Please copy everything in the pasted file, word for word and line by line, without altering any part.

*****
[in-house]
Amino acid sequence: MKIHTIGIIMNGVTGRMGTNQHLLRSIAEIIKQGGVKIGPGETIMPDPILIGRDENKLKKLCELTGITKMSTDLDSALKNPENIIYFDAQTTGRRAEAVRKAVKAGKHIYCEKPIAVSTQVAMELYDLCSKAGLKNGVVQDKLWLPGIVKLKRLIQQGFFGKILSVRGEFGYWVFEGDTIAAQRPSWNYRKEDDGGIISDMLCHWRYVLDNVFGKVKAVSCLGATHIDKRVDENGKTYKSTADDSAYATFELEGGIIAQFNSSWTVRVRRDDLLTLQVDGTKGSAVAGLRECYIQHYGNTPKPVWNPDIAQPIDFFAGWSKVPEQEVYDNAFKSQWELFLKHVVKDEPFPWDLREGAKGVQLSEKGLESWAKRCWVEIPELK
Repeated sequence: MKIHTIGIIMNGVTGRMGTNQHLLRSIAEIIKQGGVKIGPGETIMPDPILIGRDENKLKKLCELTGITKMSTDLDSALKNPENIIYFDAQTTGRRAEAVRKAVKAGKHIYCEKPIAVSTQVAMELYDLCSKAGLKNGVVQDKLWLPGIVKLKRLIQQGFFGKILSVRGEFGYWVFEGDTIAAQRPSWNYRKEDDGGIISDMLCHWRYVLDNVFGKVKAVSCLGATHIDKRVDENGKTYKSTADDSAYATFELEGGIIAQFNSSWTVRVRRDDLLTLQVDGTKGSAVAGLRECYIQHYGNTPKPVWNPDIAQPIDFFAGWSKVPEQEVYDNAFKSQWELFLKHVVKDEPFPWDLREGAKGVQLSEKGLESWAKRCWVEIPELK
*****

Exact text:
[in-house]
Amino acid sequence: MKIHTIGIIMNGVTGRMGTNQHLLRSIAEIIKQGGVKIGPGETIMPDPILIGRDENKLKKLCELTGITKMSTDLDSALKNPENIIYFDAQTTGRRAEAVRKAVKAGKHIYCEKPIAVSTQVAMELYDLCSKAGLKNGVVQDKLWLPGIVKLKRLIQQGFFGKILSVRGEFGYWVFEGDTIAAQRPSWNYRKEDDGGIISDMLCHWRYVLDNVFGKVKAVSCLGATHIDKRVDENGKTYKSTADDSAYATFELEGGIIAQFNSSWTVRVRRDDLLTLQVDGTKGSAVAGLRECYIQHYGNTPKPVWNPDIAQPIDFFAGWSKVPEQEVYDNAFKSQWELFLKHVVKDEPFPWDLREGAKGVQLSEKGLESWAKRCWVEIPELK
Repeated sequence: MKIHTIGIIMNGVTGRMGTNQHLLRSIAEIIKQGGVKIGPGETIMPDPILIGRDENKLKKLCELTGITKMSTDLDSALKNPENIIYFDAQTTGRRAEAVRKAVKAGKHIYCEKPIAVSTQVAMELYDLCSKAGLKNGVVQDKLWLPGIVKLKRLIQQGFFGKILSVRGEFGYWVFEGDTIAAQRPSWNYRKEDDGGIISDMLCHWRYVLDNVFGKVKAVSCLGATHIDKRVDENGKTYKSTADDSAYATFELEGGIIAQFNSSWTVRVRRDDLLTLQVDGTKGSAVAGLRECYIQHYGNTPKPVWNPDIAQPIDFFAGWSKVPEQEVYDNAFKSQWELFLKHVVKDEPFPWDLREGAKGVQLSEKGLESWAKRCWVEIPELK